Four states within Malaysia (Johor, Perlis, Malacca and Perak) have now either decided to implement or are currently implementing mandatory premarital HIV testing for Muslim couples. There is even talk of making it mandatory for all ethnic groups in the country.
Are we losing the fight against mandatory premarital HIV testing in Malaysia? Has the research into HIV/Aids, the reasons and rationale against this form of testing as well as concern for Malaysians living with HIV/Aids gone out the window?
Despite both the authorities and religious leaders being engaged to increase the level of HIV/Aids awareness and understanding in the country, we now see the latter teaming up with state health directors (who are doctors) and politicians to push forward this policy.
A ploy being used in the attempt to neutralise opposition to the forced testing is the phrase '... if one has been confirmed to be HIV positive, it is then up to them if they want to marry after that'. The overlooked fact is that in a Muslim wedding, the women must obtain the consent of the father, who in turn, will definitely want to know the results of the test.
The results will be known among the family members. In other words, despite 'counseling' for the couple, a breach in confidentiality (which will happen) will almost definitely result in discrimination and ostracisation of the HIV positive person.
The test could be used to deny the HIV positive the right to marry. It could be used to weed out the 'unsuitables'. And once found positive, what then? The procedure (as implemented in Johor) is silent on the issue of accidental HIV infection (wife or child) within marriage as a result of false results during the premarital phase. It is silent on assisting those found to be positive.
The testing procedure used totally ignores any possibility of the 'window period' for false results and the possibility of becoming HIV positive during marriage. The prevalent and dominant belief is that testing for HIV will result in prevention against infection.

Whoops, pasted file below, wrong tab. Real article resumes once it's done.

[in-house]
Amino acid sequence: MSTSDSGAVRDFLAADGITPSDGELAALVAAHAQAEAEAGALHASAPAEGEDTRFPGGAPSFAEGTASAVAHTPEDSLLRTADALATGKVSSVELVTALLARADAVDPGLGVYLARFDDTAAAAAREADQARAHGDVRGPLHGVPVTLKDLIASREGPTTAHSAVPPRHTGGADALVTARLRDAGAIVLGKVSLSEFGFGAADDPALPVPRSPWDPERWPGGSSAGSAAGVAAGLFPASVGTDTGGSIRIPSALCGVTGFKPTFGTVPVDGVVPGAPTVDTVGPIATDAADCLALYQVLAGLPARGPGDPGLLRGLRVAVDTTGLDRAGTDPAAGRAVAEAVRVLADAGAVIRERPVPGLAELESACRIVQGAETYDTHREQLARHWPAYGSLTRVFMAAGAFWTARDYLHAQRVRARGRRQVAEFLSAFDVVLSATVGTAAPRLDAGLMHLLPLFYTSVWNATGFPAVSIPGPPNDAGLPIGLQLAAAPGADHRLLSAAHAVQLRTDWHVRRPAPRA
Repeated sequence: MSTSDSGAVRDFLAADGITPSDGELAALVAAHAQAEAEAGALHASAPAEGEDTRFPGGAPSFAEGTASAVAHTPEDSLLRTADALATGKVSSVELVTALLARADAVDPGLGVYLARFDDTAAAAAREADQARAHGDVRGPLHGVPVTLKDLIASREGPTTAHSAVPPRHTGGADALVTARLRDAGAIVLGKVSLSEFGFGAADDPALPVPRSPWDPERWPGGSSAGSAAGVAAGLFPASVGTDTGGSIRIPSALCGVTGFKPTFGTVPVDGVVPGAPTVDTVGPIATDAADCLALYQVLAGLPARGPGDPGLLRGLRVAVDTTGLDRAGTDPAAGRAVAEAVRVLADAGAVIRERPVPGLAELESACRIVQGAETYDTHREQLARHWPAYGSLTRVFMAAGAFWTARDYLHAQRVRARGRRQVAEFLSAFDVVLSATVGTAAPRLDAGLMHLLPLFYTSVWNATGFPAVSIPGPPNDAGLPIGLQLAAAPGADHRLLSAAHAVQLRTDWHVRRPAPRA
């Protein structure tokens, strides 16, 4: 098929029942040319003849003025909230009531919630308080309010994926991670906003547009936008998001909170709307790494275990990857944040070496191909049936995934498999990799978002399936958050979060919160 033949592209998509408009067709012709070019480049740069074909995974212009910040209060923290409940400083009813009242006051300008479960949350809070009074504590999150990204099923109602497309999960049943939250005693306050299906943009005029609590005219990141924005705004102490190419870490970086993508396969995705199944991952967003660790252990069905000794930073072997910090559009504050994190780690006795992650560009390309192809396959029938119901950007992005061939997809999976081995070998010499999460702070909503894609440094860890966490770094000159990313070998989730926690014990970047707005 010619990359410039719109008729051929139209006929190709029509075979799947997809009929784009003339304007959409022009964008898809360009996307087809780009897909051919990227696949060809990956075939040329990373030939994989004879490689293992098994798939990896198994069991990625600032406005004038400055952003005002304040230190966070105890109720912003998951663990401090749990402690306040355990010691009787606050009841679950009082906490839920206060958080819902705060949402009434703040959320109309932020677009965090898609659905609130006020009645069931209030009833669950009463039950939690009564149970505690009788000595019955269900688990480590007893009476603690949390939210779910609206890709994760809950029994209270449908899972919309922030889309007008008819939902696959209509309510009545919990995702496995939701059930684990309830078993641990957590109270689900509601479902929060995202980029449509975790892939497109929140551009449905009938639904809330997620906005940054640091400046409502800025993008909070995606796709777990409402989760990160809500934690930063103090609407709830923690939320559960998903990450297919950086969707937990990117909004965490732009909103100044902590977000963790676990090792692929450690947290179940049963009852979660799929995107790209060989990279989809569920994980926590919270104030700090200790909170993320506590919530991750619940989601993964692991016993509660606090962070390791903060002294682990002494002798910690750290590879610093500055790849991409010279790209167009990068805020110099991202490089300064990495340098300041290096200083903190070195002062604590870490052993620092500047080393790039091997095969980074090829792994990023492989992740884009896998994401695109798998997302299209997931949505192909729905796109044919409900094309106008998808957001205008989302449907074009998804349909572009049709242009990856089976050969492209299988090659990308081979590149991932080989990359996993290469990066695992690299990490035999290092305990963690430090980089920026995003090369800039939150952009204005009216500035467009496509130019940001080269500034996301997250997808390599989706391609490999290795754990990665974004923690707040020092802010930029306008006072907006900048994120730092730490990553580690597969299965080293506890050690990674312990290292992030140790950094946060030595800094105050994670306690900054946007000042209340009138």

For acceptability, the HIV testing is being sold as a measure to 'protect' women from HIV infection but I fear that women will end up being at the receiving end of mistakes, ill-conceived and unsupported policies, ignorance and fear.
Yes, we should test for HIV. But such testing must be based on full information, knowledge of the consequences of testing, how to deal with the results and, most importantly, with the voluntary consent of the individual.
We must continue to promote awareness of the disease and the need 'to know your status' through voluntary testing. Effective HIV/AIDS policies must be based on the science and reality of the epidemic in Malaysia.
Our policy and decision makers must learn from other countries as well as listen to those already living with the disease. They should not formulate polices based on ignorance, fear, politics and well-intended but misguided motives.
In the midst of all this, I must ask why are the HIV/Aids NGOs, community groups, People Living With HIV/Aids activists in Malaysia mostly quiet on this issue? Almost nothing has been said in opposition to this ill-advised move of forced HIV testing.
The Malay language media has been overwhelming in their support for this mandatory procedure. But I must ask, is mandatory premarital HIV testing of Muslims an inevitable reality for Malaysia?